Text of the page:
NEW YORK (TheStreet) -- Consumers should be relying on passwords to protect their personal data on computers, smartphones and tablet computers.
But you can't blame the technology if those password are so obvious that any identity thief can get access.
About 10% of all identity theft cases are related directly to password problems, reports Javelin Research. With 12.6 million victims of I.D. theft, and $21 billion in lost assets last year, not taking care of your password can lead to huge financial losses for consumers.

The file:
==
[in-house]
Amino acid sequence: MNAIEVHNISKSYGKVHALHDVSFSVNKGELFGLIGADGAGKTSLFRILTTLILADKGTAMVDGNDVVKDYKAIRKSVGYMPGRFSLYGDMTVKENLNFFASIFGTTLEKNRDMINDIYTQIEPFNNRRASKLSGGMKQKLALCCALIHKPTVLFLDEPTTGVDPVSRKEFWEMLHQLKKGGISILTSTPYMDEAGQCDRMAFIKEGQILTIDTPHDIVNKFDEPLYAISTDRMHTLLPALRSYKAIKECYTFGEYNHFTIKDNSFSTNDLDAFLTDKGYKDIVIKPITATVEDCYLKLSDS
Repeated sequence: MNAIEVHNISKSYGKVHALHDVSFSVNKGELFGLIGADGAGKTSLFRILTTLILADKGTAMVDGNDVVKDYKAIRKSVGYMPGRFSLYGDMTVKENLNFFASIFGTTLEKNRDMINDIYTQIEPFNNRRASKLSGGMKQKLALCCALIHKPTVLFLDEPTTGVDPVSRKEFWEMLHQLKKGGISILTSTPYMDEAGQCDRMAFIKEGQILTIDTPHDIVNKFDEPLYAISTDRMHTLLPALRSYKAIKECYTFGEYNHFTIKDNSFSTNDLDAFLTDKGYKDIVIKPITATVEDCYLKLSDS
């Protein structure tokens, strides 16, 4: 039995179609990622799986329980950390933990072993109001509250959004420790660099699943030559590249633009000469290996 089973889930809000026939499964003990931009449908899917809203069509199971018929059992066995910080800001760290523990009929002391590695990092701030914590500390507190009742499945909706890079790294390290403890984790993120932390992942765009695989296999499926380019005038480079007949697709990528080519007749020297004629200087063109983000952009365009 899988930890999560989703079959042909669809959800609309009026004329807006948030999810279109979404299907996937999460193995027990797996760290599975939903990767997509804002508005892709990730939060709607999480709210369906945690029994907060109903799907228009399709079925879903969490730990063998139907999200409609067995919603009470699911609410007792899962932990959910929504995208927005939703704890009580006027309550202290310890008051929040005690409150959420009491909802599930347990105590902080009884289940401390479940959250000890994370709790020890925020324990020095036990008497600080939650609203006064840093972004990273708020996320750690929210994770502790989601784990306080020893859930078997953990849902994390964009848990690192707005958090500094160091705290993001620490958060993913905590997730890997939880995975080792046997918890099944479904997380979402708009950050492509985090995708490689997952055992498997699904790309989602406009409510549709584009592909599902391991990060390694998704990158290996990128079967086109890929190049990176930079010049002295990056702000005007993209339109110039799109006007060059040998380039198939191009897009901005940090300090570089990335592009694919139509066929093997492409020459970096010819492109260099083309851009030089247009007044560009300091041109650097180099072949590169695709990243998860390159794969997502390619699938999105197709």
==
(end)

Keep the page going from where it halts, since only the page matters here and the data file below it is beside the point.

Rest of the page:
Unfortunately, some passwords might as well come with a green light attached; the worst of the bunch are so obvious they do little to stop aggressive identity thieves.The Los Gatos, Calif., security firm SplashData offered a list this week of the 25 most common -- and generally useless -- passwords used on the Internet.
- Use passwords of eight characters or more with mixed types of characters, but not in word and number patterns that lead you to forget the password or transcribe it incorrectly.
- Use "passphrases," meaning shorter words with spaces or hyphens that separate them. (Example: "smiles light skip")
- Don't use the same password or word combination on multiple sites.
- If you have a tough time managing your passwords, try using a password organization app such as SplashID Safe or LastPass.